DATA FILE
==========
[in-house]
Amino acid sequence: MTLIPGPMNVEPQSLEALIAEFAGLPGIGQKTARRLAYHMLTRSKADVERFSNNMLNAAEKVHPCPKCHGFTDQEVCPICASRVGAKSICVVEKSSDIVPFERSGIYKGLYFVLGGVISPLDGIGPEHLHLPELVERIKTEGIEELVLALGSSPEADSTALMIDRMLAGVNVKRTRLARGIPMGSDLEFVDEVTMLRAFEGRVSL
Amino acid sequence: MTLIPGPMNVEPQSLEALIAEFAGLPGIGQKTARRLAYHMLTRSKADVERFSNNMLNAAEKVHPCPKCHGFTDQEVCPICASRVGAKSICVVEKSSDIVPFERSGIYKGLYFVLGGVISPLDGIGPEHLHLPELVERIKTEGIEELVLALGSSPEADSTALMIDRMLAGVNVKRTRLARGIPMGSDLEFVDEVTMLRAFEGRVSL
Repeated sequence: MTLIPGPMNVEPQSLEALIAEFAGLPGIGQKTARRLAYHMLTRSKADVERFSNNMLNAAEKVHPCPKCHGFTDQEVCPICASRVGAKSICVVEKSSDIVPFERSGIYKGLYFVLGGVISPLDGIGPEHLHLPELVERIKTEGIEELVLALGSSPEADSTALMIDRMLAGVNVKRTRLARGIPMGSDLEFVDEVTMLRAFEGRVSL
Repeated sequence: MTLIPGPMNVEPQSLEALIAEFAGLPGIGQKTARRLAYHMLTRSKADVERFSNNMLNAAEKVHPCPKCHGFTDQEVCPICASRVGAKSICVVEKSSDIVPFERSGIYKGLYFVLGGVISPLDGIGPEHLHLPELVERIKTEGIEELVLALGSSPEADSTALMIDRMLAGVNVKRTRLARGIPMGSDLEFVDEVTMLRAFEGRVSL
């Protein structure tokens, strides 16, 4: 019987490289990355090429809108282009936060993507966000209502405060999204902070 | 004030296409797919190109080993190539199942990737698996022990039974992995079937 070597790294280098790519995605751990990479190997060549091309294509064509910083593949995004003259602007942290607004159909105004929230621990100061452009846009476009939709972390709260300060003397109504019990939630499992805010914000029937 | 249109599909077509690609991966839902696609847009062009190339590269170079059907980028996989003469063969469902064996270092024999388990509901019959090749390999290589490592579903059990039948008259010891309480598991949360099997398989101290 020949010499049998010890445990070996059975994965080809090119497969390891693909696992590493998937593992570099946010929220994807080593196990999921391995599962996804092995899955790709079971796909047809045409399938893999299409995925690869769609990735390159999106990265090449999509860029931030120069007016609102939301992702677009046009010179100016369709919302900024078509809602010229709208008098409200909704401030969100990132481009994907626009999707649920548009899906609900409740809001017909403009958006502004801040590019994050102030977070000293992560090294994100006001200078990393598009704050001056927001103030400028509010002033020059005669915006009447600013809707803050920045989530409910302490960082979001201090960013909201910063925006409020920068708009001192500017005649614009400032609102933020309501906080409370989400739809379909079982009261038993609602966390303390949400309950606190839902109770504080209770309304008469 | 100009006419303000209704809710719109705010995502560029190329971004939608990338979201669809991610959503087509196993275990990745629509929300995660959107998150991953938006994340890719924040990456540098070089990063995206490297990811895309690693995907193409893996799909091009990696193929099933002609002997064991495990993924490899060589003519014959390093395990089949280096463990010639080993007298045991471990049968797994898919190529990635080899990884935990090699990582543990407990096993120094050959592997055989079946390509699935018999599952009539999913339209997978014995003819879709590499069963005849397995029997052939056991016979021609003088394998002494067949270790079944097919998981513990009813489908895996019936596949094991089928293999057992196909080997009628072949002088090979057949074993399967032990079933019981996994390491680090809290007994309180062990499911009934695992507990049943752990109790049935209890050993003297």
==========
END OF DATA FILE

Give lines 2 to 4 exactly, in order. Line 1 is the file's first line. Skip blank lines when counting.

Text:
Amino acid sequence: MTLIPGPMNVEPQSLEALIAEFAGLPGIGQKTARRLAYHMLTRSKADVERFSNNMLNAAEKVHPCPKCHGFTDQEVCPICASRVGAKSICVVEKSSDIVPFERSGIYKGLYFVLGGVISPLDGIGPEHLHLPELVERIKTEGIEELVLALGSSPEADSTALMIDRMLAGVNVKRTRLARGIPMGSDLEFVDEVTMLRAFEGRVSL
Amino acid sequence: MTLIPGPMNVEPQSLEALIAEFAGLPGIGQKTARRLAYHMLTRSKADVERFSNNMLNAAEKVHPCPKCHGFTDQEVCPICASRVGAKSICVVEKSSDIVPFERSGIYKGLYFVLGGVISPLDGIGPEHLHLPELVERIKTEGIEELVLALGSSPEADSTALMIDRMLAGVNVKRTRLARGIPMGSDLEFVDEVTMLRAFEGRVSL
Repeated sequence: MTLIPGPMNVEPQSLEALIAEFAGLPGIGQKTARRLAYHMLTRSKADVERFSNNMLNAAEKVHPCPKCHGFTDQEVCPICASRVGAKSICVVEKSSDIVPFERSGIYKGLYFVLGGVISPLDGIGPEHLHLPELVERIKTEGIEELVLALGSSPEADSTALMIDRMLAGVNVKRTRLARGIPMGSDLEFVDEVTMLRAFEGRVSL